Alternative Eibi Treatments & Preventions to ABA for Children with Autism
Here are a number of alternative treatments to ABA. Here are top three treatments that help reduce core symptoms of autism:
1. Early Start Denver Model (ESDM)
ESDM uses electroencephalography which involves electrodes being put on the scalp to gauge electrical activity in the brain. Researchers learned that kids participating in ESDM, together with normally-developing children, paid more attention to faces than to toys, while autistic kids in other treatment programs did not.
This finding is significant since the chief problem of autism is the inability to relate to other people and learn from the social world. Researchers explained that normal brain patterns after being treated with the Denver Model, were related to progress in the kids’ social behavior.
Researchers studied 48 kids aged 18 to 30 months with ASD. They assigned the children randomly to get either two years of conventional therapies or two years of ESDM therapy in their communities. The control group received treatments ranging from speech and occupational therapists, early-childhood development centers, to ABA. Both groups received comparable number of hours of therapy per week.
Though researchers would not use the word “recovery,” they reported toddlers who participated in ESDM demonstrated more improvement in language, intelligence, autistic symptoms, and daily living skills than those receiving conventional treatments.
2. Cognitive Behavioral Therapy (CBT)
CBT is a powerful method for addressing cognitive behavioral issues of people who frequently get stuck in negative patterns of thinking and responding in ways that are not always positive, partly due to filtering everything that occurs via a “meaning-making system” which is skewed or inaccurate. Thus, one manner to modify people’s behavior or feelings is to target badly distorted thoughts they may have about themselves. This helps them alter the way they interpret new situations, how they feel regarding those situations, and ultimately how they react to them. It’s an effective approach and has been successful in treating several conditions, from depression, anxiety, panic disorder, to post-traumatic stress disorder.
There are different CBT variations, but many share common elements, which include a goal-directed, structured approach which is time-limited, often taking 12 to 16 sessions. Because the therapy is conducted according to a certain plan, goal, limited time frame in which to fulfill it, and does not delve deeply into the past, but concentrates on the present, CBT’s effectiveness is measurable.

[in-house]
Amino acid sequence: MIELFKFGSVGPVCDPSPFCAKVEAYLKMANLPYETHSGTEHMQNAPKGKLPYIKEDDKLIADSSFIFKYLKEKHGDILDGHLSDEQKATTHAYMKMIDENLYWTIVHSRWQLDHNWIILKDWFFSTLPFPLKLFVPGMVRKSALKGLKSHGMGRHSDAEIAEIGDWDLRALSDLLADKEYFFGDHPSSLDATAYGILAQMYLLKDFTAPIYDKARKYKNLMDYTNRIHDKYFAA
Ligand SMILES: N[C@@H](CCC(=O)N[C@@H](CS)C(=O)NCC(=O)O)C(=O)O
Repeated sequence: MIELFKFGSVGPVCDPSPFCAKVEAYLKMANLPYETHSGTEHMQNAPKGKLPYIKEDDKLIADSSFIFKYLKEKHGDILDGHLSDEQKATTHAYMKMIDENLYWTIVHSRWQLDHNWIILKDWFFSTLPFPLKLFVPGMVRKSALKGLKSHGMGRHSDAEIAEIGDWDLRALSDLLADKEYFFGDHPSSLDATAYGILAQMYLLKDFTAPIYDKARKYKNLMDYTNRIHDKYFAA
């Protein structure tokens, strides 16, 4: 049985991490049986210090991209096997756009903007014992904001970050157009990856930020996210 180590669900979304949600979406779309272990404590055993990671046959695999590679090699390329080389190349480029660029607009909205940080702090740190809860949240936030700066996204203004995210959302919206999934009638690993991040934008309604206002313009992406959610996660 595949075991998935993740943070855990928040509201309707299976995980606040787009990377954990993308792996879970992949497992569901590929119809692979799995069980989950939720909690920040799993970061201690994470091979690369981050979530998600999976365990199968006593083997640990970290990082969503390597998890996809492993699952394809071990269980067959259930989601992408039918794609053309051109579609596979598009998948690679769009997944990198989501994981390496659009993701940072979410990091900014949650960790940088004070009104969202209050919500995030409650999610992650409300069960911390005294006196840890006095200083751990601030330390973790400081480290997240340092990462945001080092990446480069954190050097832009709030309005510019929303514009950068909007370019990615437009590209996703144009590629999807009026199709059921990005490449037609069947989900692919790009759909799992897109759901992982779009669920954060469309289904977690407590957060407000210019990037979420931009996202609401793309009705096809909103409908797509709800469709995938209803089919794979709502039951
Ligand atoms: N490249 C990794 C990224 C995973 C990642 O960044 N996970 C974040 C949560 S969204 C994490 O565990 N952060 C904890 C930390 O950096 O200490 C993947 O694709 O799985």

With a therapist’s assistance, the person is encouraged to challenge his beliefs and immediate thoughts through a number of techniques. He might use self-talk for coaching himself through a complex situation, replacing intentionally negative thoughts with more positive ones.
Another important component of CBT is psychoeducation, which means teaching someone about his condition. Whatever is the condition, it’s important that the person understand why he has been experiencing so many problems; how to know when the condition is impacting him; and how to stop it.
Can ASD Patients Use CBT?
In a study published in 2012 analyzed the cognitive skills of autistic kids and compared them to those of normal children. These autistic children showed that they had the skills needed for CTB in nearly all instances. They could distinguish feelings, thoughts, behaviors, and work on changing their current thoughts. Their most challenging area was in identifying emotions.
3. Sensory Integration Therapy (SI)
Jean Ayres, Ph.D, an occupational therapist and licensed clinical psychologist developed a theory she called sensory integration. By observing kids with learning disabilities, she noted that they frequently experience perceptual, sensory, and motor difficulties, and started to suspect that they had an inability to process properly and integrate sensory information. Two researchers write: “She theorized that the behavior and learning problems were in part, due to faculty integration of sensory information and inability of higher centers to modulate and regulate lower brain sensory-motor centers.”
The theory is based on the belief that you may alter the brain by modifying experience. So if a person shows poor sensory integration, you may provide sensory experiences which will improve not only sensory integration but overall functioning. Autistic people are known to experience a great array of sensory-related challenges, and they appear to be failing to process both the material and social world in usual, normal ways.
Though there exists hardly any evidence-based research to definitely support the use of SI therapy, based on the successful experiences of practitioners and parents, it is broadly used in treating people with ASD.